Democrat Super PAC Banks $6.5M for TV Ads in 24 Key House Races

Friday, 18 Apr 2014 01:18 PM

By Drew MacKenzie

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A Democrat super PAC plans to blitz the airwaves in the fall with TV ads in two dozen key House races as the embattled party faces a GOP onslaught fueled by cash from the conservative Koch brothers.

The House Majority PAC, the leading political action committee backing Democratic candidates for the House, has earmarked $6.5 million for the midterm campaign to pay for the commercials, according to The Washington Post.

Seventy-five percent of the 24 districts in which the super PAC has reserved air time before the November elections are controlled by Democrats, proving that the party faces a fierce fight in a slew of vulnerable seats.

"By placing these reservations early, we will make our dollars go further and ensure we have the air time to effectively fight back against the flood of Koch brothers’ dollars,” Alixandria Lapp, House Majority PAC's executive director, told the Post.

With the GOP likely to stage a relentless attack against Obamacare in the midterm campaigns, the Democrats’ House Majority PAC is going to bat for three Arizona Reps., Ron Barber, Ann Kirkpatrick, and Kyrsten Sinema, as well as a trio of California Reps., Ami Bera, Raul Ruiz, and Scott Peters.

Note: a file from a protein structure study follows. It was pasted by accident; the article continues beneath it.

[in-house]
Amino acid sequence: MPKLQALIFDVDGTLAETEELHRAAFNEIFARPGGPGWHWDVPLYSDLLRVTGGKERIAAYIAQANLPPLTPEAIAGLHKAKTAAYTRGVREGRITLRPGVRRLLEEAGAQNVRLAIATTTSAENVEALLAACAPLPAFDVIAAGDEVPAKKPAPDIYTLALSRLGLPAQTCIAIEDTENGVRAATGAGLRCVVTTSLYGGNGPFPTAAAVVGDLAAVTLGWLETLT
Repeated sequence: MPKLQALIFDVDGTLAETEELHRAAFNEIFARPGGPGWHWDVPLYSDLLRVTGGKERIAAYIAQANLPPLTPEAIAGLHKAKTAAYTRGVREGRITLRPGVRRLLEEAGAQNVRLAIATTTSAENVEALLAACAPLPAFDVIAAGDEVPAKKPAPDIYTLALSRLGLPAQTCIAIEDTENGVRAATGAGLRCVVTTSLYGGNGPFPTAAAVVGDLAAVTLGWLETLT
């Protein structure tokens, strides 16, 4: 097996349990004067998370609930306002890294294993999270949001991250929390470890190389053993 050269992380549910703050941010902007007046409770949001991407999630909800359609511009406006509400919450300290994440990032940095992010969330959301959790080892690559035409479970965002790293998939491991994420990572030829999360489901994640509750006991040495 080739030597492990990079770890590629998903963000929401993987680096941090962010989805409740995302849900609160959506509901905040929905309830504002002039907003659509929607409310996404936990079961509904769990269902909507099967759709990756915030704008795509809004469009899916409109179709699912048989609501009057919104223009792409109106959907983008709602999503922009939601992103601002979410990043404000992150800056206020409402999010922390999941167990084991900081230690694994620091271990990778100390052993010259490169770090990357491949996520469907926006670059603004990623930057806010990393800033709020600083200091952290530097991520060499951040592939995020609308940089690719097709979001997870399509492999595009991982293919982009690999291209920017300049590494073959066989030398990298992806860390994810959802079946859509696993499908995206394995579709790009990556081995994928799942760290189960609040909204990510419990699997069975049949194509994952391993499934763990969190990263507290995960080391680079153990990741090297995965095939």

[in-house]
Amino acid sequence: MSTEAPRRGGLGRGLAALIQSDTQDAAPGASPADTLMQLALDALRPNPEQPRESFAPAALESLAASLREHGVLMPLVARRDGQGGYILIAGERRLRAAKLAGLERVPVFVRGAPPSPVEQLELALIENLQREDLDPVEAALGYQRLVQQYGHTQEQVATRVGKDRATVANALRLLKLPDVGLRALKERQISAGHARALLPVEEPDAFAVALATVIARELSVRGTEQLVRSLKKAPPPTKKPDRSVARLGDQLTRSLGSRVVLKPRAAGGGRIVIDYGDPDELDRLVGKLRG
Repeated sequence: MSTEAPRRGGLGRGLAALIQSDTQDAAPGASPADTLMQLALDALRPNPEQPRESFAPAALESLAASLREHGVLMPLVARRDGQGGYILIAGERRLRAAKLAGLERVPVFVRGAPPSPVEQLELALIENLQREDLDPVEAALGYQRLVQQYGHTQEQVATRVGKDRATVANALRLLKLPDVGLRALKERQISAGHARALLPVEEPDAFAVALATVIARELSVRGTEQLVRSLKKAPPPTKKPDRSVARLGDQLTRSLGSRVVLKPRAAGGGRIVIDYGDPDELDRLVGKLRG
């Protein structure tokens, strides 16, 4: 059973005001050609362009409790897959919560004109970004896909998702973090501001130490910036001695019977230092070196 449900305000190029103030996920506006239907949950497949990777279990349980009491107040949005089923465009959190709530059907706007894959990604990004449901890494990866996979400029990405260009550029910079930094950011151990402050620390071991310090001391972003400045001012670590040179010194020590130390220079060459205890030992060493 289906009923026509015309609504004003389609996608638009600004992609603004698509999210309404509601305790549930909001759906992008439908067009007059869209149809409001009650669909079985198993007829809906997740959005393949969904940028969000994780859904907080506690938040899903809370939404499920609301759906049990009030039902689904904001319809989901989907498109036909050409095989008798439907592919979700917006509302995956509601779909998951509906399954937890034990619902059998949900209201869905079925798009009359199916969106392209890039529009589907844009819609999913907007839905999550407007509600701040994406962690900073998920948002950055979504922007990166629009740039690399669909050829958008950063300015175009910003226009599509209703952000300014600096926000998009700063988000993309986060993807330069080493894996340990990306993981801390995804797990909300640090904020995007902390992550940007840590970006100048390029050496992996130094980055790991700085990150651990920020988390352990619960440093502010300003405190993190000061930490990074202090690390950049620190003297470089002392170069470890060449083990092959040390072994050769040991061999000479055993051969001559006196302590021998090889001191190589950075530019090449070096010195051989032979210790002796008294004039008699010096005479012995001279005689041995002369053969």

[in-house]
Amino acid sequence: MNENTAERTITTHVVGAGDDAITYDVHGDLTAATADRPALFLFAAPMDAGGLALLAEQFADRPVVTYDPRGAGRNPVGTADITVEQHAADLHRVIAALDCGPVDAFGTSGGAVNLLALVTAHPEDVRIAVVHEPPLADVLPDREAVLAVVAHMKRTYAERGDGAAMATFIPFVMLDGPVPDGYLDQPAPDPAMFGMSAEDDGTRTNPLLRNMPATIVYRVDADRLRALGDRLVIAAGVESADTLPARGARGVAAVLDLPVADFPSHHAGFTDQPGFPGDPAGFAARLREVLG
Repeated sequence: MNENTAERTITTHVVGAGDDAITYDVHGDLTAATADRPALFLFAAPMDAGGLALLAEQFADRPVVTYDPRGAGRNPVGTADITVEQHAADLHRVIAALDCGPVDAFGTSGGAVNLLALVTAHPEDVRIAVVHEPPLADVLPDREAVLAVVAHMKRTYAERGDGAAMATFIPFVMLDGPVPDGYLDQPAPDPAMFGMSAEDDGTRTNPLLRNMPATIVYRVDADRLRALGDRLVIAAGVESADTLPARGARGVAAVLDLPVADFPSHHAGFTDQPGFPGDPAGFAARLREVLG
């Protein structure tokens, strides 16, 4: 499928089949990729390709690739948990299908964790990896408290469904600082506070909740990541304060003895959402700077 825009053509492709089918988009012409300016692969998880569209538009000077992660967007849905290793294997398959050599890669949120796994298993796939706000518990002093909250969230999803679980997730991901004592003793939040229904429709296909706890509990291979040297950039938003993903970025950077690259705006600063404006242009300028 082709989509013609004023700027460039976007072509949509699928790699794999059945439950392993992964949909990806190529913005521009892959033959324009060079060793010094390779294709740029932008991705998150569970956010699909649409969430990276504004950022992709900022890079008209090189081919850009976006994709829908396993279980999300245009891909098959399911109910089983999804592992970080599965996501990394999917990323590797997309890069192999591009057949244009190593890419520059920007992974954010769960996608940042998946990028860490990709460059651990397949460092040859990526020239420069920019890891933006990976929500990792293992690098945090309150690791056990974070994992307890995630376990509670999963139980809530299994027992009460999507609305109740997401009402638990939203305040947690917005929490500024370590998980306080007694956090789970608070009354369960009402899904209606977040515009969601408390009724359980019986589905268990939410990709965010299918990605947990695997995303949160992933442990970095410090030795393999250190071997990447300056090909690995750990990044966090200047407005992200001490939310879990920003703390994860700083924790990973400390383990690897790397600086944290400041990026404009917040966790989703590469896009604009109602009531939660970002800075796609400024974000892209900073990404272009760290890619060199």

The group is also hoping to safeguard Illinois Reps. Brad Schneider and Cheri Bustos, along with three Democratic representatives in New York districts and two in New Hampshire, the Post reported.

The House Majority PAC also has set its sights on some seat held by Republicans, including those of Rep. Mike Coffman of Colorado, Florida Rep. Steve Southerland, New York’s Michael Grimm, John Kline of Minnesota, Rodney Davis of Illinois, and Iowa's 3rd district where Rep. Tom Latham is retiring.

Embattled Democrat Rep. Nick Rahall of West Virginia is not part of the super PAC’s strategy to date, even though he has been the target of a series of GOP attack ads.

The seats being vacated by retiring Reps. Jim Matheson of Utah and Mike McIntyre of North Carolina, both expected to be captured by Republicans, also have been excluded.

The Democrats must take back 17 seats from the GOP to regain the House, which is deemed highly unlikely.

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